Voice and involvement at work: experience with non-union representation

    Conceptualising employment relations There is considerable debate about what constitutes an employment relationship, and what can be taken to be its most important characteristics. An allied argument points to the reshaping of organisational structures, where Rubery et al. As such, the permeable nature of organisations results in complex multi-employer networking, public-private partnerships, commercial alliances and franchising systems that have serious 16 The employment relationship re-visited implications for the legal and socially constructed image of the employment relationship.

    Rubery et al. It is also important to recognise that while workers and managers have some objectives in common, there are others where their interests can be diametrically opposed. Thus the employment relationship is one in which antagonism and co-operation can exist side-by-side Edwards A lasting reconciliation of this type usually requires some form of compliance, if not cooperation, although one of the things that stands in the way of this is that the balance of power in the workplace is normally tilted heavily in favour of management Blyton and Turnbull None of these is inherently right or wrong.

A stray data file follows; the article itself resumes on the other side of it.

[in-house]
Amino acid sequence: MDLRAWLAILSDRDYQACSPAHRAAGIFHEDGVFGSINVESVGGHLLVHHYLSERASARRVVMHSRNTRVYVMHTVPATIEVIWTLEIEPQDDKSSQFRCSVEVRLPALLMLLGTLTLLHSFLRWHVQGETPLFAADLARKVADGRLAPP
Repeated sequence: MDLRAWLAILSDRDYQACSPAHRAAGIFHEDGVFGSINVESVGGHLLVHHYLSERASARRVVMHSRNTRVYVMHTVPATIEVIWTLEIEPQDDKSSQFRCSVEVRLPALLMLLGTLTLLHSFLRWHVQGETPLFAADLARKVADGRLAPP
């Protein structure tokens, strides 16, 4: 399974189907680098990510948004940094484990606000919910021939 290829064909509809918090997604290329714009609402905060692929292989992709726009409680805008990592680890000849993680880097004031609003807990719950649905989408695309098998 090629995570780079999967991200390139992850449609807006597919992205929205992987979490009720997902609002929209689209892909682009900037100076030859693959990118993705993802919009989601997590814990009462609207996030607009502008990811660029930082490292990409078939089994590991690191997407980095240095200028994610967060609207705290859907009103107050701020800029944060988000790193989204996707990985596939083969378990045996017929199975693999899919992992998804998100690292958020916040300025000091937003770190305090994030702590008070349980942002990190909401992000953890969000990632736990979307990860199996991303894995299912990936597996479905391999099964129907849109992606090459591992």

Rather, they are different paradigms that can be used to view the same phenomenon, and each one tends to be accepted by a particular community of interest. Within each of these paradigms there are different schools of thought that emphasise particular facets of the relationship, and to try to cover all of them would be well beyond the scope of this book.

    For this reason, the mainstream approaches will be described, together with a note of their particular strengths and weaknesses so far as this study is concerned. The legal conception of the employment relationship In theory, this is by far the most straightforward view of what constitutes an employment relationship. On its own, however, it is also the weakest of all The employment relationship re-visited 17 theoretical perspectives. This is both an economic and a legal construct Davies and Freedland ; Whincup The contract of employment is generally taken to be the cornerstone of British labour law Kahn-Freund and three important assumptions underpin the notion of a contract.

    However, there are a number of problems with these assumptions. To start with there is the matter of an imbalance of power in the relationship, about which the employment contract is notoriously silent. The problem is that while the contract assumes that the parties enter the relationship freely and equally, it is completely silent about equality and freedom in an ongoing sense.

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    In addition to the expressly agreed terms such as hours of work and rates of payment, there are other terms of the contract, which are implied in common law. This, of course, is one of the main reasons why employees might see it as advantageous to band together by joining a trade union and to quote from the doyen of British labour lawyers: trade unions are more likely to be a more effective force in redressing the imbalance of power inherent in the contract than the law is, or ever could be. Kahn-Freund 10 Ultimately, the assumption of freedom to enter into the relationship hinges on the idea that either party can refuse to do so, but in a practical sense even this can be questioned.